Bills that would completely replace the Albuquerque-Bernalillo County Air Quality Control Board and potentially undermine its regulation authority are set to be heard by Albuquerque’s City Council on Wednesday, November 8th.
In response, a coalition of environmentalists and historic neighborhoods are sounding the alarm to the potential harm the changes could have on all of Bernalillo county’s residents.
Introduced by Dan Lewis of District 5 in Northwest Albuquerque, the bills would also do a number of other things – including a moratorium that would stop standard air quality regulation dead in its tracks until February 1, 2024.
Lewis said the current board represents “a narrow set of interests” and that it doesn’t operate within the laws of the state.
Historically, under the New Mexico Air Quality Control Act, the board advises the Mayor, the Environmental Health Department, the City Council and the County Commission on all air quality matters.
These proposals would inherently strip that power away and reclassify the board as an advisory committee only to the city council.
Marla Painter is a member of the Mountain View Coalition, an organization that has been fighting for tighter air quality control in Albuquerque for decades.
“So, the city council would be making decisions about air permits and appeals and take that out of the hands of these appointed members of the air board,” said Painter.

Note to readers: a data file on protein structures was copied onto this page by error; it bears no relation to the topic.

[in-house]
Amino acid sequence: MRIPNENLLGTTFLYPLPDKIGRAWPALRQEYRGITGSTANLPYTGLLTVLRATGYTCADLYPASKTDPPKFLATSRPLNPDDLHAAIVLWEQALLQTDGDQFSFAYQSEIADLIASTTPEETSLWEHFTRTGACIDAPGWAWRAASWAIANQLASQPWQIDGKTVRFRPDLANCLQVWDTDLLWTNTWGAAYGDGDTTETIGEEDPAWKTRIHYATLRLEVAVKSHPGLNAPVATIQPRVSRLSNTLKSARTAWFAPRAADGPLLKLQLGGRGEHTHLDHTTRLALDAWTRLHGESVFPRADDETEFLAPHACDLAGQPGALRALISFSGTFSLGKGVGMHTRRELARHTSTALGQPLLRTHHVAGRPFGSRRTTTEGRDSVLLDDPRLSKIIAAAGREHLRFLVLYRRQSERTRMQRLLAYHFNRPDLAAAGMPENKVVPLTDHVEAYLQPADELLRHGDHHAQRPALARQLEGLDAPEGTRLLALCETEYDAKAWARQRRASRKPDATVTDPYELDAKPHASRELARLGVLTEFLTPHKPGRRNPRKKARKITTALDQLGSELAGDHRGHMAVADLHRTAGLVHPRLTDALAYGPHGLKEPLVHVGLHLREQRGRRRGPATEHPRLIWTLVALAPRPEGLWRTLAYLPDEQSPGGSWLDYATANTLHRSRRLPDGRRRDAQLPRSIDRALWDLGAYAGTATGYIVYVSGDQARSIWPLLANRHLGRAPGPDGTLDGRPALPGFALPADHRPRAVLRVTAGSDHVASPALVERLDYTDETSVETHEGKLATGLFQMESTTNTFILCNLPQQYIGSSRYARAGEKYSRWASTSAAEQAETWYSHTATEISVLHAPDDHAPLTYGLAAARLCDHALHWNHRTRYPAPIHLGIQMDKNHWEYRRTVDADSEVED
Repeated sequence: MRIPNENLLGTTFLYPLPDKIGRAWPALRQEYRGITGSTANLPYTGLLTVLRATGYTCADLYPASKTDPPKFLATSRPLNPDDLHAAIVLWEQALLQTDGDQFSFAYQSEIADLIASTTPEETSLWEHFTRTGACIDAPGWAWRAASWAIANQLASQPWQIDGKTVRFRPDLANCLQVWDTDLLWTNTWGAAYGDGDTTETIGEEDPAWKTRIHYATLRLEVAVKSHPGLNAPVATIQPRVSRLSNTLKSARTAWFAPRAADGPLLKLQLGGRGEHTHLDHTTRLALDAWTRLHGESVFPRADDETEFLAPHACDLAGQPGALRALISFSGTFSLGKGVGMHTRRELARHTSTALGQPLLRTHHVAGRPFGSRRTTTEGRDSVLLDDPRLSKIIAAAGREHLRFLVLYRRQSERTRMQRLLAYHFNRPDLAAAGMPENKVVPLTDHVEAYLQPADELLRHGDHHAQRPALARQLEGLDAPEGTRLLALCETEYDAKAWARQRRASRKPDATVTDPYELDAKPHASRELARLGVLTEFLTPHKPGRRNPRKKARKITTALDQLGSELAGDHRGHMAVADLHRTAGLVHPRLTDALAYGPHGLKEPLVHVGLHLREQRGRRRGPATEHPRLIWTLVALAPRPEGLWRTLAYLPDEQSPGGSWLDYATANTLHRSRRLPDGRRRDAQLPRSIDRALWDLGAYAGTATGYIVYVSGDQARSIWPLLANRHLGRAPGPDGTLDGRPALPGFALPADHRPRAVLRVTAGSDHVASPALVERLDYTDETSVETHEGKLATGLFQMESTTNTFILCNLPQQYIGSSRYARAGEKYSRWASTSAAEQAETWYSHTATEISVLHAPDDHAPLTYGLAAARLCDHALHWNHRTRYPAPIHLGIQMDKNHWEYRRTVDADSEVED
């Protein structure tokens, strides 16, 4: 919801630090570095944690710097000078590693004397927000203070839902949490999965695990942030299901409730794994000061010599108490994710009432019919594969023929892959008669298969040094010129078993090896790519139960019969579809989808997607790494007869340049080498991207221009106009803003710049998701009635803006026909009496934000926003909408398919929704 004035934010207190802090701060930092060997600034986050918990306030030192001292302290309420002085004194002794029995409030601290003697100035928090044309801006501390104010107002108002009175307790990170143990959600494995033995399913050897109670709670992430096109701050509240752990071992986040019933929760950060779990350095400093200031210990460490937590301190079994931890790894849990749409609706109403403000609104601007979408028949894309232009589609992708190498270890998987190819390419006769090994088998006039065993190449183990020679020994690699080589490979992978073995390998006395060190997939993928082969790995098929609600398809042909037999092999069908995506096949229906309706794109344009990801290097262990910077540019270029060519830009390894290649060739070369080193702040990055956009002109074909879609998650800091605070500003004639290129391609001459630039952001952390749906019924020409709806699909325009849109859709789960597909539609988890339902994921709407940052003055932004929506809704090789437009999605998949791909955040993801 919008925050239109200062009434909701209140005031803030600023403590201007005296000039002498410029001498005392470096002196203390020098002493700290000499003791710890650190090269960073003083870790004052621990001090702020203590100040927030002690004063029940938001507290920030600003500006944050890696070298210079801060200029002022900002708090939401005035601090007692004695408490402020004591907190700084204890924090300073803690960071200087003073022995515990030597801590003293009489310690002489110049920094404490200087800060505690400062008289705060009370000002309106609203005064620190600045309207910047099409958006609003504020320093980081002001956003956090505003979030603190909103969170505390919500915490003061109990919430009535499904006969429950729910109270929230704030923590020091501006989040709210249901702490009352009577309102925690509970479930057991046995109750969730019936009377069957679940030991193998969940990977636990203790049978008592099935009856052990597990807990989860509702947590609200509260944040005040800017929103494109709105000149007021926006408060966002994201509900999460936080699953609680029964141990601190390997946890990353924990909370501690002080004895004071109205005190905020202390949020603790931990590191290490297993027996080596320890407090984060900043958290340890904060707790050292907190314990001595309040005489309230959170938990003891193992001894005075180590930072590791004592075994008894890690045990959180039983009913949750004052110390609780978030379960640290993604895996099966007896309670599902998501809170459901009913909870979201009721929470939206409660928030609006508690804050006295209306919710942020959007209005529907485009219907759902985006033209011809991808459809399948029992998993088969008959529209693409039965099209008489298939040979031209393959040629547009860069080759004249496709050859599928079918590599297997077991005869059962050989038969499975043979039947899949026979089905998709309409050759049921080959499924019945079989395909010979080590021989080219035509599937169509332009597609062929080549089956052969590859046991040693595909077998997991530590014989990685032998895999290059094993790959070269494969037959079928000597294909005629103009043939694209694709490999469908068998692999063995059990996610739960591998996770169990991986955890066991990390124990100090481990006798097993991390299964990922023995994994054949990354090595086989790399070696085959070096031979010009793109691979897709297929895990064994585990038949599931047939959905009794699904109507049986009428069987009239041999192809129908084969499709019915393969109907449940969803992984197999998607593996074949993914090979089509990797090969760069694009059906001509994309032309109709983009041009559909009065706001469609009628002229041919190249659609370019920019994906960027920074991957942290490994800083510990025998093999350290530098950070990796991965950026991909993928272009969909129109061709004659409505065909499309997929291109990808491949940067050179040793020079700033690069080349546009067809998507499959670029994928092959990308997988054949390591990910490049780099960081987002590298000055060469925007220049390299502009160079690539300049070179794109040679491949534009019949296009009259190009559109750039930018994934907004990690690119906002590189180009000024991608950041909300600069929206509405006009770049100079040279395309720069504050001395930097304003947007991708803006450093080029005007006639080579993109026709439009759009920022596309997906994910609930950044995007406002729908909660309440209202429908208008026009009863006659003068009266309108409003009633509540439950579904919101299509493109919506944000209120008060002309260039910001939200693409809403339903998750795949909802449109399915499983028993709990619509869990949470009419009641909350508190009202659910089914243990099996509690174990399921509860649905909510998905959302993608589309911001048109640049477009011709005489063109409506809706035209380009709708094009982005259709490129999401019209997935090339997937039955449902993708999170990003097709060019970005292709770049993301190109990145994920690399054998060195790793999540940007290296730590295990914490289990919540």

Painter said there’s some gray area in what the city council can and cannot do to a board involved in both county and municipal affairs.
In fact, some county commissioners plan to introduce a resolution requesting a deferral on the proposed amendments on Tuesday.
But Painter expects the proposals by Lewis to have majority support from the city council when it comes time for the vote.
“Anybody who cares about equity should care about this,” she said.
Several environmental organizations worry this move could prevent future protections from becoming a reality – like the Health, Environment and Equity Impacts (HEEI) regulation. That’s a proposal that would, if passed, require the Environmental Health Department to consider health and quality of life impacts when issuing air pollution permits.